This concept is very applicable in our lives on a number of fronts.
I love Him But Can’t Live With Him
It may well be that we respect our parents, love our siblings, and are deeply attached to our spouses, but unless a person consciously works on his word choices, reactions, and responses, he may well be putting on a façade – presenting an image to others that doesn’t accurately reflect how he feels. The message he may be giving is very different from his inner condition.
One of the saddest expressions uttered in a troubled marriage is: “I love him, but can’t live with him.” Often times, it isn’t that the man is a selfish lout or a creep. It is simply that he has retained the bad habits of being unpolished. “Please,” thank you,” and “excuse me” are lacking from his vocabulary. This can make all the difference in the world between a person who is pleasant to be around – or not. The most amazing thing is that these expressions don’t always represent who the person is and how he feels, but the little niceties of life are the grease that smoothes the wheels of social interactions.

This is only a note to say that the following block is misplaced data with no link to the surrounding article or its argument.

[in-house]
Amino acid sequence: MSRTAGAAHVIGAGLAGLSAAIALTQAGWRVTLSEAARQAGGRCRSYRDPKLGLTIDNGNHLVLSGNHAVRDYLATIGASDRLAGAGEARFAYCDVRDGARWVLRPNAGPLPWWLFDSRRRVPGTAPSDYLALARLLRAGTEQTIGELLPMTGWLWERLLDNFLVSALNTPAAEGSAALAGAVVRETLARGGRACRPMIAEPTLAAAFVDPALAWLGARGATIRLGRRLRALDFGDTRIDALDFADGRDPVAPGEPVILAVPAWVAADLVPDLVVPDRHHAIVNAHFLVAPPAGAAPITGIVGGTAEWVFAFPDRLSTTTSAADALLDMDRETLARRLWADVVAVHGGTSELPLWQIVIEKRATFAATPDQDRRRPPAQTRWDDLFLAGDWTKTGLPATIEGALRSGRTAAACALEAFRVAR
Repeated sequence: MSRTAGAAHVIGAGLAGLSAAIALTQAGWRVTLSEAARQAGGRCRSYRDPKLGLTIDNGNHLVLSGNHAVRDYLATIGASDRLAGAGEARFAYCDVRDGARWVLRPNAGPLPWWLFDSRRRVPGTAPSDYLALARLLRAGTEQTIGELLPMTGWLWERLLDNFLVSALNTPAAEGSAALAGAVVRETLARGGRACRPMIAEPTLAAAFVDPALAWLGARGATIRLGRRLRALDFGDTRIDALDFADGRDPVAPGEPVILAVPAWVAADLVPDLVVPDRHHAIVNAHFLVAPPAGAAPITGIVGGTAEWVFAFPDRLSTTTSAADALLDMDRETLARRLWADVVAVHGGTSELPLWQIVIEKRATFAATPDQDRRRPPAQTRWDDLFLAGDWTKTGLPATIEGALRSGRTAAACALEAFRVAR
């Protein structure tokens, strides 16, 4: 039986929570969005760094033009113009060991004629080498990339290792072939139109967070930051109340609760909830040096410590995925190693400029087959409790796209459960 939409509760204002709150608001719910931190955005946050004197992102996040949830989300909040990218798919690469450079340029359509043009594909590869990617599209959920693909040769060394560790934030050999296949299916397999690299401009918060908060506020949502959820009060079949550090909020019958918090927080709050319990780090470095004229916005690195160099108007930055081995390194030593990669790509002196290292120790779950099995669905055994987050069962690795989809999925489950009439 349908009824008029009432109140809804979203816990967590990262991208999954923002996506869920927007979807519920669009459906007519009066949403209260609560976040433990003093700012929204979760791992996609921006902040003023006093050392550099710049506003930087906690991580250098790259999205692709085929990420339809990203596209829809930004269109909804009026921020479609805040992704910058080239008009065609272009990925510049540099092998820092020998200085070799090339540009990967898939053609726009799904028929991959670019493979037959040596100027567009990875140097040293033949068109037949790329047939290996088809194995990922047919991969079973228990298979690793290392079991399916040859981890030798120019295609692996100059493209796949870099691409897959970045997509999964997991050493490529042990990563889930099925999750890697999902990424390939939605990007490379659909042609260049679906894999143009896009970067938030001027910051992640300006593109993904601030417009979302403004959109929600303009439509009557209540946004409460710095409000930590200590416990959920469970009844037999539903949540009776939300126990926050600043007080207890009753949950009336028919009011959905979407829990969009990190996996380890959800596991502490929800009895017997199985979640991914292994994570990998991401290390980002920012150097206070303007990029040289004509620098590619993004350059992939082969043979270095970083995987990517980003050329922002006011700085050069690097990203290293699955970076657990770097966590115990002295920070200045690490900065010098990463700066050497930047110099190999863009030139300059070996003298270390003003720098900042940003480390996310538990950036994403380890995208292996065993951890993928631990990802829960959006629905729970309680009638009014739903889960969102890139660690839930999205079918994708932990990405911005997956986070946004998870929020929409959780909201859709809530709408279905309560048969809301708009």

While middos are the essence of a person, social graces often speak louder than feelings to those who actually live with him. By training our tongues in these social conventions, we give off a persona that matches our inner condition, and those we interact with get to experience the considerate, caring person we are.Jewish Press Staff
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